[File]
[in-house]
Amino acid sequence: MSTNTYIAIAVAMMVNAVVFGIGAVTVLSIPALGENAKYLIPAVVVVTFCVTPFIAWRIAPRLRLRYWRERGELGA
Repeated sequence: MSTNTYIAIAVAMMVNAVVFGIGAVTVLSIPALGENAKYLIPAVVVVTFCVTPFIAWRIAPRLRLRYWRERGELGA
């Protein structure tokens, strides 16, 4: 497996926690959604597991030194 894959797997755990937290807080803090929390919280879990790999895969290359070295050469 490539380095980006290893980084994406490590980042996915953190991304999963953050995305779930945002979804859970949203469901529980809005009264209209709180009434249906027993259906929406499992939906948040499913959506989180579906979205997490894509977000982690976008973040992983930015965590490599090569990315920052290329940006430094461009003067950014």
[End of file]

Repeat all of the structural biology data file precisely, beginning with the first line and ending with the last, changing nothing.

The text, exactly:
[in-house]
Amino acid sequence: MSTNTYIAIAVAMMVNAVVFGIGAVTVLSIPALGENAKYLIPAVVVVTFCVTPFIAWRIAPRLRLRYWRERGELGA
Repeated sequence: MSTNTYIAIAVAMMVNAVVFGIGAVTVLSIPALGENAKYLIPAVVVVTFCVTPFIAWRIAPRLRLRYWRERGELGA
């Protein structure tokens, strides 16, 4: 497996926690959604597991030194 894959797997755990937290807080803090929390919280879990790999895969290359070295050469 490539380095980006290893980084994406490590980042996915953190991304999963953050995305779930945002979804859970949203469901529980809005009264209209709180009434249906027993259906929406499992939906948040499913959506989180579906979205997490894509977000982690976008973040992983930015965590490599090569990315920052290329940006430094461009003067950014």